REVIEW: The Winterreise Project (Unstuck Opera)

Review by Nathan Joe

[Equipment for Living]

An excuse to perform Schubert or an exploration of our Post-Trump age? Unstuck Opera’s newest work, The Winterreise Project, pits the subjects of Franz Schubert’s grim song cycle against the backdrop of the Trump presidency. In searching for connections between the two, director and performer Frances Moore presents the show to us as a form of personal respite – Schubert as an antidote to these chaotic and upsetting times.

Unlike the company’s promenade production of Dido and Aeneas last year, this is a considerably scaled back performance. The minimalist cabaret format is elegant in its simplicity, but also feels theatrically inert compared to the previous work. Song after song are interrupted with the occasional aside and commentary tossed in between. The heartbreak of Schubert’s protagonist versus Frances’ heartbreak of losing Hillary Clinton is the set-up here, but while it provides an amusing contrast, the actual comparison feels stretched and underdeveloped.

The text, co-written by its star alongside musical director Alex Taylor and producer Justin Gregory leaves a lot to be desired. The exploration of our current cultural anxiety over Trump and America is a worthy subject, but the use and abuse of hashtags and ad hominem attacks on the notorious president are feeble at best, hardly better than your average Facebook post. We all know Trump is orange-tanned, obnoxious and narcissistic. The problem is that these insights are so obvious – such stuff that echo chambers are made of.

Purely as a performance of the song cycle, Unstuck Opera serve Schubert well, with the intimacy of the studio space working in the favour of the haunting Austrian music. You won’t get many opportunities to see and hear the composer like this often, and fans will find the experience rewarding, despite some omissions. But as a theatrical experience, the dramaturgy feels sorely lacking. I was struck by how barren the space felt of any actual sense of play. The tree branch that hangs over the set is a nice touch, but simply exists to be acknowledged during the performance of ‘The Linden Tree’. And there’s also a slight costume gag that really serves no purpose except as a quick chuckle.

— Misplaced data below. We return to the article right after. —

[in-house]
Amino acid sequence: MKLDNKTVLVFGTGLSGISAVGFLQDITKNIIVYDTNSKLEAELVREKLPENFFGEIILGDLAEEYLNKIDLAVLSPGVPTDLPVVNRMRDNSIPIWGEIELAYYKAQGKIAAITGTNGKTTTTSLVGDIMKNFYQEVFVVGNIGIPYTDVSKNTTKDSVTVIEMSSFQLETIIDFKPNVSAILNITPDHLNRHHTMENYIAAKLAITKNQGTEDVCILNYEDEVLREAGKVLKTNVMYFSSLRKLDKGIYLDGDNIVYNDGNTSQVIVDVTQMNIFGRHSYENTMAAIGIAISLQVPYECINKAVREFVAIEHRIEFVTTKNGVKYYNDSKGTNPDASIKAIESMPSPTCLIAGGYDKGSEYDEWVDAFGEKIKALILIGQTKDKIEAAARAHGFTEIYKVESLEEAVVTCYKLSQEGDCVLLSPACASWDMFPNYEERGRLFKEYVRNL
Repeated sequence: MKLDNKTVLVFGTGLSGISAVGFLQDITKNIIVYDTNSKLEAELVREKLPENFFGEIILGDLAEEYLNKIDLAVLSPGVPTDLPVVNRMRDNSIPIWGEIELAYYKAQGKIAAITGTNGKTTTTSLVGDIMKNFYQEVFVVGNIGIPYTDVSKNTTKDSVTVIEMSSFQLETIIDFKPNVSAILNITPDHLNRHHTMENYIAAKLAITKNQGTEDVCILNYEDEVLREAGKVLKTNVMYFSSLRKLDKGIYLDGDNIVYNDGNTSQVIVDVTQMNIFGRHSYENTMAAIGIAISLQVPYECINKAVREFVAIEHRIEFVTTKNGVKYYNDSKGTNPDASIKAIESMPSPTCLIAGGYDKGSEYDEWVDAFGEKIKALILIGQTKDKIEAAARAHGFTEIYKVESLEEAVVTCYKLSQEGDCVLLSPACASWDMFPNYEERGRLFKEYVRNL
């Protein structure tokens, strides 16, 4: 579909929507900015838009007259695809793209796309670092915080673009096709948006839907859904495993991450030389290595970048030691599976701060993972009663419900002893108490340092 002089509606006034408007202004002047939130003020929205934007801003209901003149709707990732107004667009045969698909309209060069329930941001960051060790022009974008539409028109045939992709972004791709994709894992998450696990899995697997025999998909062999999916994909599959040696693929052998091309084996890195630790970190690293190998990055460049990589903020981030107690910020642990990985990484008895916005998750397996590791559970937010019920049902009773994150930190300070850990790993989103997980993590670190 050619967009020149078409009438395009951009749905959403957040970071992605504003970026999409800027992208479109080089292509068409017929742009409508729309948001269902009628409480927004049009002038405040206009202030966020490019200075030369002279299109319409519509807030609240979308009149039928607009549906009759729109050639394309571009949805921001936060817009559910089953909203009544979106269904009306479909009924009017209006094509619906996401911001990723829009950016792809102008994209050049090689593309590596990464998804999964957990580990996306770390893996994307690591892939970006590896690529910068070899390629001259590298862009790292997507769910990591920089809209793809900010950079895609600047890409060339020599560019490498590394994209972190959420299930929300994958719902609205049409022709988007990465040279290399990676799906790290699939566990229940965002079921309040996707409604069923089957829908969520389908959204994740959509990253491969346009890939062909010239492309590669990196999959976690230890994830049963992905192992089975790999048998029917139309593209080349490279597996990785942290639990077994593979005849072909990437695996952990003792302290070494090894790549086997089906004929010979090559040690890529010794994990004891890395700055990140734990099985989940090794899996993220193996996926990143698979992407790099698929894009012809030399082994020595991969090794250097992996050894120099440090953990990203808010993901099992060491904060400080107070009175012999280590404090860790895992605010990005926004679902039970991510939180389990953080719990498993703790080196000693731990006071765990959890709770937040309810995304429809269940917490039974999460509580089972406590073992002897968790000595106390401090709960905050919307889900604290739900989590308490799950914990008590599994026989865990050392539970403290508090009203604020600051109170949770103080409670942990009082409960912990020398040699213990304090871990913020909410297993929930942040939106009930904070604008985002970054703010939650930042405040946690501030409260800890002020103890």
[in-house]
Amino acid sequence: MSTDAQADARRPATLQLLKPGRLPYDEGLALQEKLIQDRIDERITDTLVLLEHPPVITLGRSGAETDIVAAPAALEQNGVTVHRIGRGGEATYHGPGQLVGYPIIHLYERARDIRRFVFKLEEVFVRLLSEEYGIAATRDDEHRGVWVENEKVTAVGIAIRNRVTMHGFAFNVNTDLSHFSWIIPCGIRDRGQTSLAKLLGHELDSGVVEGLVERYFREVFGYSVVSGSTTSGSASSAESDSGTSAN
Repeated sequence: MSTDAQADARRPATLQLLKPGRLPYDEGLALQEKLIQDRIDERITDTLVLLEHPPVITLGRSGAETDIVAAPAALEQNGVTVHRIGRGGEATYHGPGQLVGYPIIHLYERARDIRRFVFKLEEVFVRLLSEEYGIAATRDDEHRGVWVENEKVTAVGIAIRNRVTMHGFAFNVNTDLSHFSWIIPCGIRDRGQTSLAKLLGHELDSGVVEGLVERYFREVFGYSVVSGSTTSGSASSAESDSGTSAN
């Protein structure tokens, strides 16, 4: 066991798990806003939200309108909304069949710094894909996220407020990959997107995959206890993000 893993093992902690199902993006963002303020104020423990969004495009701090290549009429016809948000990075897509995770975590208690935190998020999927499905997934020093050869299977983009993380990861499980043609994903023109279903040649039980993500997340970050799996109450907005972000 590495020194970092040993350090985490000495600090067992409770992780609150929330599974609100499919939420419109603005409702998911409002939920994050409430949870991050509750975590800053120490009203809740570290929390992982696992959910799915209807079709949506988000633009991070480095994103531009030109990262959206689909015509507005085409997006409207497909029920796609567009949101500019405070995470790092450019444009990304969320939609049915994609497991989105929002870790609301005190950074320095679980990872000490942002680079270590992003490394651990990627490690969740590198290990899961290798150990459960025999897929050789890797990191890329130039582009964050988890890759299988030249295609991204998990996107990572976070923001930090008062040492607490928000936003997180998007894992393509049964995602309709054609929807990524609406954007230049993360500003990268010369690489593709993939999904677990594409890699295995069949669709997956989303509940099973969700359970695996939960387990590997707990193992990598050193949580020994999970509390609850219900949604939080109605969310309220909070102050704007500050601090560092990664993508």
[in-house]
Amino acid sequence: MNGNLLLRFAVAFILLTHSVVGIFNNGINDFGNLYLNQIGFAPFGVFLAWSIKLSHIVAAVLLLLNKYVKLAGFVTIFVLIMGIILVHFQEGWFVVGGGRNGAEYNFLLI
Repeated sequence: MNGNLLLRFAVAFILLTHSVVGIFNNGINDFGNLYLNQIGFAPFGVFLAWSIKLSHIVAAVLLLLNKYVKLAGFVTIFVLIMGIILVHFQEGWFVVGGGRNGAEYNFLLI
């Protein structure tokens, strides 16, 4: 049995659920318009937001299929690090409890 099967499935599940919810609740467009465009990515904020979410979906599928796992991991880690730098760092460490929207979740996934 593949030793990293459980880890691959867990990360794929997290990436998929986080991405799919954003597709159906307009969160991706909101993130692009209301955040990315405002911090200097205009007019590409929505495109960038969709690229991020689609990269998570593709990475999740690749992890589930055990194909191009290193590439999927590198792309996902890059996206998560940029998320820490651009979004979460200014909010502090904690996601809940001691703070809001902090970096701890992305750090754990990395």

So, while performed beautifully by Moore and her musicians, without a wider context and understanding of Schubert’s work (or even surtitles for the lyrics) the songs lose any real sense of meaning. We’re asked to buy into the premise because we’re told to. To simply believe that Winterreise says something about right here, right now.

What The Winterreise Project does well, unexpectedly in its final moments, is criticise itself. That is, it criticises its function and purpose, criticising all art and artists in the process. It scrutinises opera as a bourgeois art form dominated by old white men, recognising how inherently undemocratic the medium is. It’s a delicious moment of self-awareness that’s equal parts funny and painfully true. It’s greatest moment has nothing to do with Trump or Schubert, but the pressing question of whether or not art can really make a difference, particularly in times of crisis.

It calls to mind what poet Kenneth Burke calls, ‘equipment for living’. The idea that literature supplies us with tools for survival. Whether it’s in prose, plays, songs or poems, these tools supply us with metaphorical armour to defend ourselves with, ideologies to wield like weapons. Unstuck Opera doesn’t make an especially convincing case for Schubert as a panacea for our Trumpified age. But, in questioning the possibilities and ambitions of art as recipe for change, an important challenge has been set. A call to arms for both our artists and consumers to make a difference. And it’s this underlying sentiment that The Winterreise Project attains its greatest sense of purpose.

For a nice change, this moment is book-ended with a performance of Dinah Washington’s ‘This Bitter Earth’, which is simply perfection. Freed from the shackles of Schubert, the show finally finds a song that feels the most resonant in addressing our time of crisis. That the show doesn’t end here is a misstep as it stumbles awkwardly back to wrap up with Winterreise. A suitably circular coda, but not a particularly satisfying one.

The Winterreise Project plays at The Basement until 28 October. 

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